High tide flooding along the waterfront in Alexandria. Jacob Fenston / WAMU

USA - Extreme Weather and Sea Level Rise Among Top Climate Risks To D.C. Area, New Assessment Says

The latest National Climate Assessment shows the D.C. region is especially at risk of extreme weather, flooding, and sea level rise as the earth warms.

The congressionally mandated assessment, released today, also shows uneven progress in the region responding to a hotter planet.

“Adapting to climate change and reducing greenhouse gas emissions is an ultramarathon, it’s not a sprint,” says Jessica Whitehead, lead author of the assessment’s chapter on the Northeast region. “We all just got out of the gate.”

For the purposes of the assessment, the country is broken up into regions — there are seven in the contiguous U.S. The D.C. area is split between the Northeast and Southeast regions, with the Potomac River as the dividing line. This is the fifth National Climate Assessment; the last one was released in 2018.

In the Northeast, precipitation has increased in all seasons, according to the new assessment. Worryingly, the biggest increases have been in days with the heaviest rainfall.

“We’re getting these rainfalls in larger amounts over shorter periods of time,” explains Whitehead, director of the Institute for Coastal Adaptation and Resilience at Old Dominion University in Norfolk. “That has huge implications because all of our stormwater infrastructure, all of our sewer infrastructure, was built to handle much smaller storms.”

More rain is falling in shorter periods of time.National Climate Assessment

The D.C. region is also at heightened risk of flooding from storm surges, when tropical storms or nor’easters push water inland from the ocean. This type of flooding is exacerbated by sea level rise.

“Sea level rise could be upwards of two feet by mid-century, which is less than 30 years away,” says Jeremy Hoffman, lead author of the chapter on the Southeast, and director of climate justice and impact at the nonprofit Groundwork USA. The mid-Atlantic has experienced some of the fastest rate of sea level rise in the nation.

In many areas, these climate threats are compounded by social factors.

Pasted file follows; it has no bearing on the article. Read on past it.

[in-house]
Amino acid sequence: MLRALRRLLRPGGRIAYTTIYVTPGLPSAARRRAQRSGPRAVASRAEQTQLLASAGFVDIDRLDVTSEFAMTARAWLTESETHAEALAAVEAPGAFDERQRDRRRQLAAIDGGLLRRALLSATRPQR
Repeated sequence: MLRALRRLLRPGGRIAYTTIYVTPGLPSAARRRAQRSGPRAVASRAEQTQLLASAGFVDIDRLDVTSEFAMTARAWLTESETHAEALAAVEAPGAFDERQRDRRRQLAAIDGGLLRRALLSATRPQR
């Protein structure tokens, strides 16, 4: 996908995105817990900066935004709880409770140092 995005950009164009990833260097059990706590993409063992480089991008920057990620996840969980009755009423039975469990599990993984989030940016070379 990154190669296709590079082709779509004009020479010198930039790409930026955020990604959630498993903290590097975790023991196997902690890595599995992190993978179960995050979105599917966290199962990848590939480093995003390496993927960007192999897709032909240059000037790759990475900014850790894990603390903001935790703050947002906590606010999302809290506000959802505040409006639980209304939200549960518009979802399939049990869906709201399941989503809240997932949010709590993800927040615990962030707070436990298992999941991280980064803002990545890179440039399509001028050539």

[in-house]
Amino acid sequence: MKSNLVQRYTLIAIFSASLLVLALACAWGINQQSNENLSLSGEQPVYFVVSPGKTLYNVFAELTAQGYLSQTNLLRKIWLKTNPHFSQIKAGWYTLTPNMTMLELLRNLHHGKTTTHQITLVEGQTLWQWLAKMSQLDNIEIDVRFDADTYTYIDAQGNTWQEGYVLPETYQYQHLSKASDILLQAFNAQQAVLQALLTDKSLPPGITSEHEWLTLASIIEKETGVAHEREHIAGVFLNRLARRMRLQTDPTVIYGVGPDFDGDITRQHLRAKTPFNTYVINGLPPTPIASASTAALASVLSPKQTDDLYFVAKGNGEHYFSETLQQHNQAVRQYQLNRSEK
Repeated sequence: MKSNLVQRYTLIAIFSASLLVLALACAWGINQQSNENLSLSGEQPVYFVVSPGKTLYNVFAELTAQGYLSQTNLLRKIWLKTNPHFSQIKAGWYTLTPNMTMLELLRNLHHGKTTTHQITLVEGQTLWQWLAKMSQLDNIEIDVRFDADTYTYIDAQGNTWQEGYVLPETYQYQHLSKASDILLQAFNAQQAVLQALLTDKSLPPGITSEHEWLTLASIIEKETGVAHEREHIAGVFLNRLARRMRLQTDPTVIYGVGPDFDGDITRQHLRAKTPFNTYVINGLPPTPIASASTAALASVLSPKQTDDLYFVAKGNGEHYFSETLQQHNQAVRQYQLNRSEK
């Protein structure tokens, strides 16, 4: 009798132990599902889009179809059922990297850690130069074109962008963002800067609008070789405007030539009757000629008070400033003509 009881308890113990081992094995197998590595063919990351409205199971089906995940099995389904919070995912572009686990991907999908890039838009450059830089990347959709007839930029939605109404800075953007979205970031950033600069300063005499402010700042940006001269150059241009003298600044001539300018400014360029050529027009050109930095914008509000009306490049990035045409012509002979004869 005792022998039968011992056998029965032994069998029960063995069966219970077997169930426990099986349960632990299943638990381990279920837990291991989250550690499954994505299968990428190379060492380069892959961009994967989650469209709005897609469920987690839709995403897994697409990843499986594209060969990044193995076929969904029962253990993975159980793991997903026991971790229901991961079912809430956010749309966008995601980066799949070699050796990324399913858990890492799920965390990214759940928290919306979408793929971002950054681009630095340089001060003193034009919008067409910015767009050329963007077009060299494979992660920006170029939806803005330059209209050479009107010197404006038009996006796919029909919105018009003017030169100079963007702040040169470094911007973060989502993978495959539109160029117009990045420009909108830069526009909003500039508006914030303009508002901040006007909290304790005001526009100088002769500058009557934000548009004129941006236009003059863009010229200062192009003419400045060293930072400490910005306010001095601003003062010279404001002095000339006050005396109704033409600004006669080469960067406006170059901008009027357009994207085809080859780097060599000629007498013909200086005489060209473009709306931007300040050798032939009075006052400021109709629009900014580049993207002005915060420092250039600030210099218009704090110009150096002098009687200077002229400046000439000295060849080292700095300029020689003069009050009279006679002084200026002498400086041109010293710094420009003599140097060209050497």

“The Southeast region is really uniquely threatened by climate change impacts, and this is partially due to the region’s history of racial and economic marginalization, which has placed many of our poor communities and communities of color at really rapidly growing risk from things like extreme heat, extreme precipitation, hurricanes and droughts,” Hoffman says.

In the Southeast, one of the most quickly growing regions in the country, suburban sprawl is making communities less resilient to climate change, according to the assessment. Since 1985, an area equivalent to 1.7 million football fields was turned from forest to developed land — the most of any region.

This land-use change leads to an increase in greenhouse gas emissions — encouraging car dependence — and also elevates climate risk.

“You can think of it as kind of like an expanding bull’s eye,” says Hoffman. “So, if a hurricane or severe storm is the dart, and climate change is throwing that dart faster and more intensely, then the larger the bull’s eye is, the easier it’s going to be for that storm to affect that place.”

The assessment documents that many cities and states in the Northeast region have put in place aggressive climate action plans, including Maryland and D.C. In the Southeast, such progress has been more spotty.

“Decision-makers frequently use outdated and/or limited information on climate-related risks to inform adaptation plans, which as a result fail to account for worsening future conditions,” reads the chapter on the Southeast. “These climate adaptation efforts also tend to be concentrated in wealthier communities, leaving under-resourced and more rural populations, communities of color, and Tribal Nations at growing and disproportionate risk.”

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